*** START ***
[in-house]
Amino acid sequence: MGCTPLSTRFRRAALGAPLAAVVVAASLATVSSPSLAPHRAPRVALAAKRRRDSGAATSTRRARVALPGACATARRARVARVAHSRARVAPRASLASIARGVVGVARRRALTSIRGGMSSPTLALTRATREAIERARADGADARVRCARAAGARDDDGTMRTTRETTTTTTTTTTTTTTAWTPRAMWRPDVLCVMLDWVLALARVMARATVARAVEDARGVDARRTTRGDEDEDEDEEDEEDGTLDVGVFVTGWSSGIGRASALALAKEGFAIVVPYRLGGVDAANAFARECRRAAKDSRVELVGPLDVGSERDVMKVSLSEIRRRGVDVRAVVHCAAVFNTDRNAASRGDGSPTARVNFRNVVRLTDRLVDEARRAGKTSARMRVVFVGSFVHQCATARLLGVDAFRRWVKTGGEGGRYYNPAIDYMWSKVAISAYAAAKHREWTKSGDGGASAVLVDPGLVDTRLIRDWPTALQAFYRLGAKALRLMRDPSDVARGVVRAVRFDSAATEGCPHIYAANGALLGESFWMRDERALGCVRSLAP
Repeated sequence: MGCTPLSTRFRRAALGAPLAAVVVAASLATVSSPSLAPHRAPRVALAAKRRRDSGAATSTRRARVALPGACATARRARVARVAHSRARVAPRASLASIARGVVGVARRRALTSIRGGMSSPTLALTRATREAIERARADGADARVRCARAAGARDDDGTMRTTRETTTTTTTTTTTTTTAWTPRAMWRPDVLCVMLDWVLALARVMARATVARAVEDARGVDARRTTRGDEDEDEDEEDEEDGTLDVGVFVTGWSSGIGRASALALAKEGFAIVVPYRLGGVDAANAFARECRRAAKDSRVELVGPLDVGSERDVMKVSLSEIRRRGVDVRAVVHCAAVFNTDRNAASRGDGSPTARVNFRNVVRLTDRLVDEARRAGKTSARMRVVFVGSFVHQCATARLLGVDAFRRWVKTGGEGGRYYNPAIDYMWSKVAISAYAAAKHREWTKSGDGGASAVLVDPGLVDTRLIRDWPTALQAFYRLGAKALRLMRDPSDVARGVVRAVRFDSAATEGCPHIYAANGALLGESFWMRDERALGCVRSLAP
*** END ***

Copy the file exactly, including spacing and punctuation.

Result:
[in-house]
Amino acid sequence: MGCTPLSTRFRRAALGAPLAAVVVAASLATVSSPSLAPHRAPRVALAAKRRRDSGAATSTRRARVALPGACATARRARVARVAHSRARVAPRASLASIARGVVGVARRRALTSIRGGMSSPTLALTRATREAIERARADGADARVRCARAAGARDDDGTMRTTRETTTTTTTTTTTTTTAWTPRAMWRPDVLCVMLDWVLALARVMARATVARAVEDARGVDARRTTRGDEDEDEDEEDEEDGTLDVGVFVTGWSSGIGRASALALAKEGFAIVVPYRLGGVDAANAFARECRRAAKDSRVELVGPLDVGSERDVMKVSLSEIRRRGVDVRAVVHCAAVFNTDRNAASRGDGSPTARVNFRNVVRLTDRLVDEARRAGKTSARMRVVFVGSFVHQCATARLLGVDAFRRWVKTGGEGGRYYNPAIDYMWSKVAISAYAAAKHREWTKSGDGGASAVLVDPGLVDTRLIRDWPTALQAFYRLGAKALRLMRDPSDVARGVVRAVRFDSAATEGCPHIYAANGALLGESFWMRDERALGCVRSLAP
Repeated sequence: MGCTPLSTRFRRAALGAPLAAVVVAASLATVSSPSLAPHRAPRVALAAKRRRDSGAATSTRRARVALPGACATARRARVARVAHSRARVAPRASLASIARGVVGVARRRALTSIRGGMSSPTLALTRATREAIERARADGADARVRCARAAGARDDDGTMRTTRETTTTTTTTTTTTTTAWTPRAMWRPDVLCVMLDWVLALARVMARATVARAVEDARGVDARRTTRGDEDEDEDEEDEEDGTLDVGVFVTGWSSGIGRASALALAKEGFAIVVPYRLGGVDAANAFARECRRAAKDSRVELVGPLDVGSERDVMKVSLSEIRRRGVDVRAVVHCAAVFNTDRNAASRGDGSPTARVNFRNVVRLTDRLVDEARRAGKTSARMRVVFVGSFVHQCATARLLGVDAFRRWVKTGGEGGRYYNPAIDYMWSKVAISAYAAAKHREWTKSGDGGASAVLVDPGLVDTRLIRDWPTALQAFYRLGAKALRLMRDPSDVARGVVRAVRFDSAATEGCPHIYAANGALLGESFWMRDERALGCVRSLAP